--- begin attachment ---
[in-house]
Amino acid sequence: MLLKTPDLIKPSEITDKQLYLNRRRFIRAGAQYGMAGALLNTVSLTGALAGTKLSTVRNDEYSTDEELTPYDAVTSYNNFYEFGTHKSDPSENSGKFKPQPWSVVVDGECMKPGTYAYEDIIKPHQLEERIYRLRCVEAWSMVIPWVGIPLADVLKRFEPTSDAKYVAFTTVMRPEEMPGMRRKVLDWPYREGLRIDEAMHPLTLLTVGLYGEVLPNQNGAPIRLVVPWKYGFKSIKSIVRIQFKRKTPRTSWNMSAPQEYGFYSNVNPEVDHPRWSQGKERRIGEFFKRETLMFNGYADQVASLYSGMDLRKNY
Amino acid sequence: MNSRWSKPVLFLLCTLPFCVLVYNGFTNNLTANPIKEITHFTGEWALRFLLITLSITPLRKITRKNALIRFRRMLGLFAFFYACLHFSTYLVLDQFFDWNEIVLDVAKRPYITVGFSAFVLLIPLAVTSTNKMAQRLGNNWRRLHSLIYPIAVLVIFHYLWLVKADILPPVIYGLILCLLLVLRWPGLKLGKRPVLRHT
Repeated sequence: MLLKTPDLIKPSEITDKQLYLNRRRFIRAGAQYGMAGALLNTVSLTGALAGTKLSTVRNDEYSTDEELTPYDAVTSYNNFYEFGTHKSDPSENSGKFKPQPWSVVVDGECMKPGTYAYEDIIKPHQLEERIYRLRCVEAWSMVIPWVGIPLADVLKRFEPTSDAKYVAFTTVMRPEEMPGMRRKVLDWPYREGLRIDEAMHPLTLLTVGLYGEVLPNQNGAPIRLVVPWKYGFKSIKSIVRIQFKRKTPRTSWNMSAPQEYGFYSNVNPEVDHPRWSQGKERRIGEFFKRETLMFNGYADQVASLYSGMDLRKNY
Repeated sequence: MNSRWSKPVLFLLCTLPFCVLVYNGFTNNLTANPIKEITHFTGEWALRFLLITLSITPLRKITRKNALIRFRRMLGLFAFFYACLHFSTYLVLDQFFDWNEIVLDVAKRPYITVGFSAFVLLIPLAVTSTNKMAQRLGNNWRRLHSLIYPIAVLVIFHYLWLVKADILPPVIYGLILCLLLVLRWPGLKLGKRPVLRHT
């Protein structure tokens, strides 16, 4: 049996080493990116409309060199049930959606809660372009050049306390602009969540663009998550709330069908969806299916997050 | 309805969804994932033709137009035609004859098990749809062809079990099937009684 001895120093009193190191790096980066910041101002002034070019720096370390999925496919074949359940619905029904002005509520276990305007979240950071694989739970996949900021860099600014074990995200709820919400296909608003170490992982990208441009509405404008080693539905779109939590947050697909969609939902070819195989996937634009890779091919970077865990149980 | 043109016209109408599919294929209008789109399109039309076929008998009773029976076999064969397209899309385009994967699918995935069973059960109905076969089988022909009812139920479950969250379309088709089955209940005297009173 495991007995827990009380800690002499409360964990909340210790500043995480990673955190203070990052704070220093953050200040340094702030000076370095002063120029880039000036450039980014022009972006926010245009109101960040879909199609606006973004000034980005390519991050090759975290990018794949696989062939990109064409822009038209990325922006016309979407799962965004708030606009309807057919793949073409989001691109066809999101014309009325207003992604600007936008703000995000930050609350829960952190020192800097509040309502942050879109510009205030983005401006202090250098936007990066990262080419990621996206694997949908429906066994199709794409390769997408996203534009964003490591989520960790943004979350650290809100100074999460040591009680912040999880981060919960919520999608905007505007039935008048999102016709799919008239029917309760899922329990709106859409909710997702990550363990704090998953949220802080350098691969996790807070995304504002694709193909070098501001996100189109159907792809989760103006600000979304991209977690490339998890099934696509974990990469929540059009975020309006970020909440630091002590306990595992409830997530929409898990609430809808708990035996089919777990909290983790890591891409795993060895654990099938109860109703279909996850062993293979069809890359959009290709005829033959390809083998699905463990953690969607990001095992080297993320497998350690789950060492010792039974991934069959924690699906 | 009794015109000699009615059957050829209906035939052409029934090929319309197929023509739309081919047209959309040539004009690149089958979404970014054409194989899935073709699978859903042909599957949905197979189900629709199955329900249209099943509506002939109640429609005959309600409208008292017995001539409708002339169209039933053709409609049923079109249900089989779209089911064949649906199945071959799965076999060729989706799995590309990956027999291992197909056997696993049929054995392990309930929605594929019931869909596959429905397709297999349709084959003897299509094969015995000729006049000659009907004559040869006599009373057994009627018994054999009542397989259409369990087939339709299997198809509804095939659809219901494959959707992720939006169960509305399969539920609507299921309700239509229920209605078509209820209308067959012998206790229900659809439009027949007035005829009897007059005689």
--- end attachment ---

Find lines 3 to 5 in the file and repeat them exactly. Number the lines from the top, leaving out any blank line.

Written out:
Amino acid sequence: MNSRWSKPVLFLLCTLPFCVLVYNGFTNNLTANPIKEITHFTGEWALRFLLITLSITPLRKITRKNALIRFRRMLGLFAFFYACLHFSTYLVLDQFFDWNEIVLDVAKRPYITVGFSAFVLLIPLAVTSTNKMAQRLGNNWRRLHSLIYPIAVLVIFHYLWLVKADILPPVIYGLILCLLLVLRWPGLKLGKRPVLRHT
Repeated sequence: MLLKTPDLIKPSEITDKQLYLNRRRFIRAGAQYGMAGALLNTVSLTGALAGTKLSTVRNDEYSTDEELTPYDAVTSYNNFYEFGTHKSDPSENSGKFKPQPWSVVVDGECMKPGTYAYEDIIKPHQLEERIYRLRCVEAWSMVIPWVGIPLADVLKRFEPTSDAKYVAFTTVMRPEEMPGMRRKVLDWPYREGLRIDEAMHPLTLLTVGLYGEVLPNQNGAPIRLVVPWKYGFKSIKSIVRIQFKRKTPRTSWNMSAPQEYGFYSNVNPEVDHPRWSQGKERRIGEFFKRETLMFNGYADQVASLYSGMDLRKNY
Repeated sequence: MNSRWSKPVLFLLCTLPFCVLVYNGFTNNLTANPIKEITHFTGEWALRFLLITLSITPLRKITRKNALIRFRRMLGLFAFFYACLHFSTYLVLDQFFDWNEIVLDVAKRPYITVGFSAFVLLIPLAVTSTNKMAQRLGNNWRRLHSLIYPIAVLVIFHYLWLVKADILPPVIYGLILCLLLVLRWPGLKLGKRPVLRHT